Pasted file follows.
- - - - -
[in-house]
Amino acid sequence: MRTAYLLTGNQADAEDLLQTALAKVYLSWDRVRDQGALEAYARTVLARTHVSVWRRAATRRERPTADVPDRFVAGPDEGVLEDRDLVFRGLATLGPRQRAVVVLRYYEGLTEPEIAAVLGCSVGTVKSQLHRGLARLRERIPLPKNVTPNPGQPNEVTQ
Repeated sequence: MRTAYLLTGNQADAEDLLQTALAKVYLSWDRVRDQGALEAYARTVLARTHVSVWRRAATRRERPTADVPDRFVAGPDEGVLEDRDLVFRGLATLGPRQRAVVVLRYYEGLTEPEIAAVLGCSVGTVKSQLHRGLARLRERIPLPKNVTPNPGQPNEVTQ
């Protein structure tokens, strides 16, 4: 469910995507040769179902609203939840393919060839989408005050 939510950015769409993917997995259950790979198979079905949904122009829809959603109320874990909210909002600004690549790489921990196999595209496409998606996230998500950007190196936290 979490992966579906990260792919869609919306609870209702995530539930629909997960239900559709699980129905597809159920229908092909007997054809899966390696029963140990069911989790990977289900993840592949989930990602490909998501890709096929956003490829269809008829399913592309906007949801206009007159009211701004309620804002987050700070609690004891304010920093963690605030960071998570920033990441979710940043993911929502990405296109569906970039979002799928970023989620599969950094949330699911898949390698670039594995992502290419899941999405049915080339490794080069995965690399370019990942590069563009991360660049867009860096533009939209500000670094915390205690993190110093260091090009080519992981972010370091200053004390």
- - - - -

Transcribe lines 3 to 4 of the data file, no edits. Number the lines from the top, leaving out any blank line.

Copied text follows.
Repeated sequence: MRTAYLLTGNQADAEDLLQTALAKVYLSWDRVRDQGALEAYARTVLARTHVSVWRRAATRRERPTADVPDRFVAGPDEGVLEDRDLVFRGLATLGPRQRAVVVLRYYEGLTEPEIAAVLGCSVGTVKSQLHRGLARLRERIPLPKNVTPNPGQPNEVTQ
């Protein structure tokens, strides 16, 4: 469910995507040769179902609203939840393919060839989408005050 939510950015769409993917997995259950790979198979079905949904122009829809959603109320874990909210909002600004690549790489921990196999595209496409998606996230998500950007190196936290 979490992966579906990260792919869609919306609870209702995530539930629909997960239900559709699980129905597809159920229908092909007997054809899966390696029963140990069911989790990977289900993840592949989930990602490909998501890709096929956003490829269809008829399913592309906007949801206009007159009211701004309620804002987050700070609690004891304010920093963690605030960071998570920033990441979710940043993911929502990405296109569906970039979002799928970023989620599969950094949330699911898949390698670039594995992502290419899941999405049915080339490794080069995965690399370019990942590069563009991360660049867009860096533009939209500000670094915390205690993190110093260091090009080519992981972010370091200053004390």